The Surdna Foundation recently published, “Social Justice at the Surdna Foundation,” which outlines our commitment to social justice. This has required difficult and ongoing conversations, a broad understanding of long-term systemic change, and acknowledgement that the work will never be “done.”
Here are a few highlights from the report:
Social Justice as our North Star
Surdna’s commitment to social justice requires us to look holistically at the full range of challenges that communities face. We promote adaptable and responsive strategies that are transformative, and not merely transactional. Our theory of change asserts the importance of building power and supporting leadership in marginalized and underserved populations. If we are to achieve true equity, fairness, and justice, all people must have equal access to necessary resources and opportunities.
To accomplish our goal, we invest in organizations that work to dismantle persistent patterns of inequality and transform the systems and institutions that perpetuate injustice, especially in communities of color and low-income communities.
“Naming social justice defines who we are and how we show up. It makes us accountable for holding our values upfront, and in our role as learners and partners.”
Kelly Nowlin, Surdna Board Member
Working in this space, we constantly ask ourselves tough questions about power and wrestle with our institutional privilege. We strive to be thoughtful listeners motivated not merely by one-off opportunities, but by long-term sustainable impact. Our society is built upon layers of injustice that are multifaceted and multi-generational; the solutions must be as well.
“Surdna doesn’t only want to fund the shiny things. They listen to grantees and not what’s trendy. They learn and grow with us around what the needs are with deep listening and partnership, which is refreshing and really puts us at ease as things change rapidly on the ground. They are learning as much as we’re learning.”
Rahwa Ghirmatzion, Surdna Grantee, PUSH Buffalo
Although Surdna’s approach to philanthropy has long focused on social justice, taking such an approach has been a learning experience. We found that contemplating and carrying out social justice-oriented work necessitated a continuous conversation. Our willingness to tackle social justice issues has added a rich authenticity and broad understanding to the work of long-term systemic change.
It is not easy to reflect on the privileges we carry as people and as representatives of the Foundation. Surdna represents the interests of a white, wealthy family while working to resolve issues that predominantly affect low-income people and people of color.
Our clarity of focus on social justice issues has helped to attract staff and board members (including non-family board members who have diverse backgrounds and lived experiences) who are committed to the work and who can ensure that we continue to meet our goals and follow through on our mission. It has been particularly useful for us to recruit individuals who can challenge and inspire us to approach this work with humility, openness, and a willingness to recognize our shortcomings.
“What it means to be a social justice institution in this particular time is to double down on commitments and values, and understand that systemic change is the work of social justice. Social justice is not a service that you do for people. It is completely transforming the power dynamics that have been responsible for creating unjust circumstances, and putting those who have been most impacted in front to transform the system.”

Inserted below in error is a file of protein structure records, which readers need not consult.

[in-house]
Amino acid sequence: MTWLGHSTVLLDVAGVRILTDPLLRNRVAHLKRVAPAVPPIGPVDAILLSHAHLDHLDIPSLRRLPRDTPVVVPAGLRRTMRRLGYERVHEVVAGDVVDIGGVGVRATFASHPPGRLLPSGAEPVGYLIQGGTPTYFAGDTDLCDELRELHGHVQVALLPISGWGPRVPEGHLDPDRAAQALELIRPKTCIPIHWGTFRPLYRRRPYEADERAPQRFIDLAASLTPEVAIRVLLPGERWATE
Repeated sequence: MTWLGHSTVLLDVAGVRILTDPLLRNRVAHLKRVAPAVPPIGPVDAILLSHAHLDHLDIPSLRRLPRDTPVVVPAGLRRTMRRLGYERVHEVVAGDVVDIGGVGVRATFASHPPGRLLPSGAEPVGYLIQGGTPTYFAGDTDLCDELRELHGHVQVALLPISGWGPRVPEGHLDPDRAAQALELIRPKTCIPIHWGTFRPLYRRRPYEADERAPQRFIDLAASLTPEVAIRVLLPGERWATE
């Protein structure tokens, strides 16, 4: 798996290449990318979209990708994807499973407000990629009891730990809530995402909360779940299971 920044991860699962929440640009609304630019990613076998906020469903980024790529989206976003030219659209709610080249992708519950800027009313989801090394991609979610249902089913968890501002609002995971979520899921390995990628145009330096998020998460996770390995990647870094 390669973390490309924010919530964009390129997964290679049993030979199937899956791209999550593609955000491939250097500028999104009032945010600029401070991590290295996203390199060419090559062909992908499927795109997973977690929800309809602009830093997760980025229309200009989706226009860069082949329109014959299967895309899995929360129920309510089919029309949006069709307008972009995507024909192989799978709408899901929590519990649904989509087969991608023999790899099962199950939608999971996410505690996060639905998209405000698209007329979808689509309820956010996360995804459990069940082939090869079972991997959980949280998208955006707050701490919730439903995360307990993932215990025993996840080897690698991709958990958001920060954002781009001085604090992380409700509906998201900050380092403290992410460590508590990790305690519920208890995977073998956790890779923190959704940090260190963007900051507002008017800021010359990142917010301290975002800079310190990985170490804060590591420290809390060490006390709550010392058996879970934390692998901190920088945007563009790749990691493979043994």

Kellie Terry, Surdna Program Officer, Sustainable Environments
Surdna’s mission emphasizes a cross-issue approach that considers multiple social and economic factors alongside environmental degradation and disinvestment in low-income communities and communities of color. Our analysis directly addresses the roles played by place, race, economics, culture, and the environment, and we do whatever we can to ensure that our grant investments operate in alignment. Following these practices has made us a smarter, more effective, and more adaptable funder.
Social Justice Philanthropy at Surdna – Recent Approaches
We keep the principles of social justice in mind as we identify our grantmaking priorities, build the process for engaging and partnering with communities, and approach investing our endowment. Some examples include the following:
- The Amplify Fund – Through a multi-million-dollar funder collaborative, we will focus on amplifying the voice, power, experience, and authority of residents in low-income communities to engage in decision-making on issues that impact their lives.
- Investing in Social Justice – In 2013, we began leveraging program related investments (PRIs) — investments that support social or charitable purposes with the return of capital.
More recently, in 2017, we announced that our foundation would allocate $100 million — approximately 10 percent of our corpus — to impact investments. We know that this commitment comes with the responsibility to share our successes and failures, and do the best we can to enrich the broader field of philanthropy.
- Supporting Communities for the Long Haul – Following Hurricane Katrina, Surdna partnered with over fifty grantee organizations and invested over $12.5 million in New Orleans with a focus on including community voices in the rebuilding efforts.
Social Justice and the Future
The Foundation has followed a remarkable trajectory, from one man’s vision, to a family’s commitment, to a broader social calling in a national landscape that desperately needs each of us to engage, to the best of our abilities, in building a more just and equitable future.
To learn more about Surdna’s long-term commitment to social justice read the narrative in its entirety here.